• If the international community is not prepared to take effective action to uphold treaty obligations the non-proliferation regime will have a limited future
    • the dire predictions of a large number of nuclear-armed states could eventuate after all
    • rather than nuclear disarmament, the world will be facing increasing proliferation and an ever-increasing risk of nuclear war.

3. Major non-proliferation issues

Commitment to non-proliferation

  • The great majority of states are NPT parties who observe their non-proliferation commitments
    • in most cases this is deliberate policy – states have concluded that the pursuit of nuclear weapons will not further their national security, and that they derive positive benefit from the non-proliferation regime
    • but some states may be held back by lack of capability, the high costs of a nuclear weapon program, and deterrence.
  • Amongst factors reinforcing commitment to non-proliferation is deterrence through effective verification and consequential compliance enforcement action
    • the greatest reinforcing factor – whose importance cannot be overstated – continues to be the difficulty of producing fissile material
    • while enrichment and reprocessing capability is limited to a relatively small number of states, this places a major barrier in the way of states considering proliferation.
  • Commitment will be weakened if it is thought the non-proliferation regime is not working effectively. Examples could include:
    • verification failures – if IAEA safeguards fail to detect treaty violations
    • enforcement failures – if effective action is not taken to enforce compliance
    • spread of break-out capability – if enrichment and reprocessing capability become wide-spread, this will lead to the possibility of rapid breakout by a number of states.
  • It has to be a serious concern that many developing countries are attacking the NPT on political grounds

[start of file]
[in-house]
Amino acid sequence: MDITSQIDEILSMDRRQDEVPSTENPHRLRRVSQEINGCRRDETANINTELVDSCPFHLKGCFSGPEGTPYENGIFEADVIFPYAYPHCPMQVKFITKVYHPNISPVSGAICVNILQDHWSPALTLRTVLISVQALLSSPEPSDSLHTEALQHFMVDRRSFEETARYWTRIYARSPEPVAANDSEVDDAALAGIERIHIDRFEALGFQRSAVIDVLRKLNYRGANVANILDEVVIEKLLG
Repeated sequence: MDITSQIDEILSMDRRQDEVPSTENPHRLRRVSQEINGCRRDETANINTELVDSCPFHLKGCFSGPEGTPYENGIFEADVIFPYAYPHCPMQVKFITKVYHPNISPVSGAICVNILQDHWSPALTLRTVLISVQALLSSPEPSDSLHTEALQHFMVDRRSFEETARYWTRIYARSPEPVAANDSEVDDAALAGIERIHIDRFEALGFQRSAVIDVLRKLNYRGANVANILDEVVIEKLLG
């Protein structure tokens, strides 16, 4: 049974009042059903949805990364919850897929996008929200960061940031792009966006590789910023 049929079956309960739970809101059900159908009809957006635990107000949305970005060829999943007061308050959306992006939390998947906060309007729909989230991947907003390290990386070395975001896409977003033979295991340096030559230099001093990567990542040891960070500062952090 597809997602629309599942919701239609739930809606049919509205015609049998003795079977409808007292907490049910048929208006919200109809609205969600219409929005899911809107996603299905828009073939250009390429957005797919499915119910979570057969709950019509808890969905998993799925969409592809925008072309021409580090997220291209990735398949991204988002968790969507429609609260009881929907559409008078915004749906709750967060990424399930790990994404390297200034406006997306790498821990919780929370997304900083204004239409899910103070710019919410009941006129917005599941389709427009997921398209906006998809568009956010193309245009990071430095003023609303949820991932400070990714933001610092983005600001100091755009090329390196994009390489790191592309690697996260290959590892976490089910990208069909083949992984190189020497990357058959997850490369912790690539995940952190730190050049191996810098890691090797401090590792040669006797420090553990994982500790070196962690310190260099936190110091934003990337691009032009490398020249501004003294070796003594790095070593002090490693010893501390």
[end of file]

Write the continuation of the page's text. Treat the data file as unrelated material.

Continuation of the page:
• partly on the basis of what they see as failure of the NWS to fulfill disarmament obligations; partly on the issue of right of access to technology
    • the perception of insufficient commitment to the NPT by NWS makes for a difficult political atmosphere
      • must be addressed more effectively – by better explaining what has been achieved, and by committing to further substantial reductions.
  • It is wrong to see non-proliferation as a “North/South” issue – the NPT is not just a bargain between NWS and NNWS, it is just as important as a bargain amongst the NNWS themselves
    • the NPT is especially important to developing countries – the proliferation cases have come out of their ranks, proliferation presents a greater threat to their security
    • on technology, the dangers of the spread of proliferation-sensitive technology must be recognized
    • need for a major diplomatic effort on these issues, encouraging governments to appreciate the benefits they gain from a strong non-proliferation regime.
  • India “exception” to NSG rules is often cited as an example of double-standards, which weakens the NPT
    • India is a unique case – clearly not going to join the NPT in foreseeable circumstances
      • nor however has it violated NPT principles through proliferation to others
      • major nuclear energy user – benefits of bringing into mainstream
    • but essential to ensure it is clearly understood that a state leaving the NPT would not be given similar treatment.

Verification

  • Verification by IAEA safeguards is an important part of reinforcing confidence and commitment – and deterring treaty violations
    • if there was no risk of detection – e.g. if verification was absent, as with the Biological Weapons Convention – a number of states may be tempted to develop nuclear weapon capability
    • in the absence of a verification system, uncertainty about the activities of other states would provide motivation to develop such capability.
  • IAEA safeguards are highly effective with regard to declared nuclear programs